Warren's story is similar to a conversation I once had with Bob McTeer, former president of the Dallas Fed. He used to be a frequent guest on my radio show and he understands MMT. I asked him why our policy makers couldn't talk about how there is no debt problem, or why the gov't is never spending constrained or why taxes don't function to "fund" the gov't, etc. He said "politically, you just can't say that." I thought that was such a lame statement.

Crake said...

Mike,

In Bob McTeer’s comment, “politically, you just can't say that", what does he exactly mean? Do certain groups gain political power from legislating under the premise that spending is revenue constrained or are leaders afraid government would go crazy in spending? Or something else?

Adam said...

Some historic perspective of the meaning of national debt.

Republican platform of 1864.

10. Resolved, That the National faith, pledged for the redemption of the public debt, must be kept inviolate, and that for this purpose we recommend economy and rigid responsibility in the public expenditures, and a vigorous and just system of taxation; and that it is the duty of every loyal state to sustain the credit and promote the use of the National currency.

Adam said...

Republican Party Platform of 1868.

Third—We denounce all forms of repudiation as a national crime; and national honor requires the payment of the public indebtedness in the utmost good faith to all creditors at home and abroad, not only according to the letter, but the spirit of the laws under which it was contracted.

Fourth—It is due to the labor of the nation, that taxation should be equalized and reduced as rapidly as the national faith will permit.

Fifth—The National Debt, contracted as it has been for the preservation of the Union for all time to come, should be extended over a fair period of redemption, and it is the duty of Congress to reduce the rate of interest thereon whenever it can be done honestly.



This is what they meant of National Debt at the time and why it was so important.

Mike Norman said...

Crake,

I thought his remark was a cop-out. It suggested that the electorate was too dumb to be educated on these matters, while at the same time, indicating that many politicians felt saying these things would result in a huge political liability.

Letsgetitdone said...

Mike, I don't think the debt ceiling is necessarily unconstitutional. It all depends on whether Congress has provided an alternative way for the Executive to pay debts other than bowwow more money. Congress has provided that way in the form of jumbo coin seigniorage. The profits from coing seigniorage are not counted against the debt limits, but are now accounted for as miscellaneous receipts (revenue).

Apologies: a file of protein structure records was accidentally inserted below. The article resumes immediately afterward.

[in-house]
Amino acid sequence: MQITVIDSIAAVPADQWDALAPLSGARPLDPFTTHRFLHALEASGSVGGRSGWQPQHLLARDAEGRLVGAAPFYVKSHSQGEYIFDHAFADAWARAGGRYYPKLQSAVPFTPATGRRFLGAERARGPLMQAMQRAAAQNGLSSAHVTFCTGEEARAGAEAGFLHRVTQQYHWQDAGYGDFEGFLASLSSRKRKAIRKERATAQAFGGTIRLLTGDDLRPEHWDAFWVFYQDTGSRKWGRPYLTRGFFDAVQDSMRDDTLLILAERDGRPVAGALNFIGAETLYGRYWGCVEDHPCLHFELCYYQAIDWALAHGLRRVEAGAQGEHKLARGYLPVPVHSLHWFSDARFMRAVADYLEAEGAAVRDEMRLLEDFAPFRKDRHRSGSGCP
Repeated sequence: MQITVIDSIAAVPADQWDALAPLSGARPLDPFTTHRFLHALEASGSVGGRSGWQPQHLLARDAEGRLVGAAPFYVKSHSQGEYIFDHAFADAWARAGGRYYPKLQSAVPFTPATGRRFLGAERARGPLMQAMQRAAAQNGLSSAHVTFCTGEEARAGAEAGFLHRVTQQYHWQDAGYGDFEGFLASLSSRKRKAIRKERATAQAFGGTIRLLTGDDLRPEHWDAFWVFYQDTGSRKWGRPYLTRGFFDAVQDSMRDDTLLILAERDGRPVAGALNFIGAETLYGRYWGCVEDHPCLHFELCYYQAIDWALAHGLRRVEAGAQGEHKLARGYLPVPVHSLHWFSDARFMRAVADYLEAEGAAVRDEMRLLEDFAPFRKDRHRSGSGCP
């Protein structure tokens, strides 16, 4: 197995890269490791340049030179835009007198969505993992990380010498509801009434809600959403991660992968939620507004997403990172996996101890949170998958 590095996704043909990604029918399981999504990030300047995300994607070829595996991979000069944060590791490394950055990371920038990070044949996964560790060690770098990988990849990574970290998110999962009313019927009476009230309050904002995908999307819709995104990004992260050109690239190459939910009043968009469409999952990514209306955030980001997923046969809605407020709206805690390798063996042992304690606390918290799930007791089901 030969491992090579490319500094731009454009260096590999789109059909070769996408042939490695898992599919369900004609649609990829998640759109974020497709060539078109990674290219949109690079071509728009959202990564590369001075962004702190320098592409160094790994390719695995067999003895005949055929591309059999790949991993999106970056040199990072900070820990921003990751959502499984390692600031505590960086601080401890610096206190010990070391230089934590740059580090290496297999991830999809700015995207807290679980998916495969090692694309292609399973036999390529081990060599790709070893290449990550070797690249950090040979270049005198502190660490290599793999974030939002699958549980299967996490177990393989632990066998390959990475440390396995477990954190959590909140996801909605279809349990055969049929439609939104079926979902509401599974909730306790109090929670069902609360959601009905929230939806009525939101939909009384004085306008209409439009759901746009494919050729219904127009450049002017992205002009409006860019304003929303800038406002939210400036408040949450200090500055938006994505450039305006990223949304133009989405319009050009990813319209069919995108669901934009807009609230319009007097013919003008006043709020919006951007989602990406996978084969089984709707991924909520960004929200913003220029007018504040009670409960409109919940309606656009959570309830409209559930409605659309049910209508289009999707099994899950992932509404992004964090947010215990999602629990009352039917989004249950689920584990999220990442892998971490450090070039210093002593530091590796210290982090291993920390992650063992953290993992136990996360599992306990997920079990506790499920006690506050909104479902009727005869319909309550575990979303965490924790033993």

Having said that, I also think that Geithner should be sued by those the Federal Government is now stiffing with one of the remedies being that Geithner immediately use coin seigniorage to ensure continuing positive balances in the TGA account, I've blogged this here: http://www.correntewire.com/president_obama_stop_breaking_law_use_coin_seigniorage

here: http://my.firedoglake.com/letsgetitdone/2011/05/18/president-obama-stop-breaking-the-law-use-coin-seigniorage/

and here: http://www.ourfuture.org/blog-entry/2011052018/president-obama-stop-breaking-law-use-coin-seigniorage


And will be posting it to the Money and Public Purpose at DailyKos tomorrow.

beowulf said...

legally pertains to military salaries and pensions only and perhaps specifically to military salaries related to civil wars or internal rebellions.

Correct, "pension and bounties" refers to Union army veteran benefits (not surprisingly, Confederate vets never received a pension from the federal govt they levied war on). Of course, Section 4 isn't ONLY about Grand Army of the Republic pensions, anyone with a contract with Uncle Sam has a 14th Amendment right to be paid, yes even Indian tribes.

The United States and two Indian Tribes have entered into agreements in which the Government promises to pay certain “contract support costs” that the Tribes incurred... The question before us is whether the Government’s promises are legally binding. We conclude that they are.